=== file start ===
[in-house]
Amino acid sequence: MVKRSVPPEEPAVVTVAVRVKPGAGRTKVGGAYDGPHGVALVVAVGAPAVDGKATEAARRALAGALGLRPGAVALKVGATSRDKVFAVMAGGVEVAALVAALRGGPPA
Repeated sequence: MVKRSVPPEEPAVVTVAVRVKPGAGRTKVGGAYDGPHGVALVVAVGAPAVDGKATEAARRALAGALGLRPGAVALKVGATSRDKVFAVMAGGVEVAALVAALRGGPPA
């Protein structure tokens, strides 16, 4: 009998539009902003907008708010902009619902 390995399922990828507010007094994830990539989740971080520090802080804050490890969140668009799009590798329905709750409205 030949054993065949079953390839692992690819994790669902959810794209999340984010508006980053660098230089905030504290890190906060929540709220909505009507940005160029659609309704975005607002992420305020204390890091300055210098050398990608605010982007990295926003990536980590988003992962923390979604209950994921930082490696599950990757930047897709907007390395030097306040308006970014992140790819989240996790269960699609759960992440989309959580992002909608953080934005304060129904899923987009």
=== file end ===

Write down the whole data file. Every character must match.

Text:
[in-house]
Amino acid sequence: MVKRSVPPEEPAVVTVAVRVKPGAGRTKVGGAYDGPHGVALVVAVGAPAVDGKATEAARRALAGALGLRPGAVALKVGATSRDKVFAVMAGGVEVAALVAALRGGPPA
Repeated sequence: MVKRSVPPEEPAVVTVAVRVKPGAGRTKVGGAYDGPHGVALVVAVGAPAVDGKATEAARRALAGALGLRPGAVALKVGATSRDKVFAVMAGGVEVAALVAALRGGPPA
């Protein structure tokens, strides 16, 4: 009998539009902003907008708010902009619902 390995399922990828507010007094994830990539989740971080520090802080804050490890969140668009799009590798329905709750409205 030949054993065949079953390839692992690819994790669902959810794209999340984010508006980053660098230089905030504290890190906060929540709220909505009507940005160029659609309704975005607002992420305020204390890091300055210098050398990608605010982007990295926003990536980590988003992962923390979604209950994921930082490696599950990757930047897709907007390395030097306040308006970014992140790819989240996790269960699609759960992440989309959580992002909608953080934005304060129904899923987009």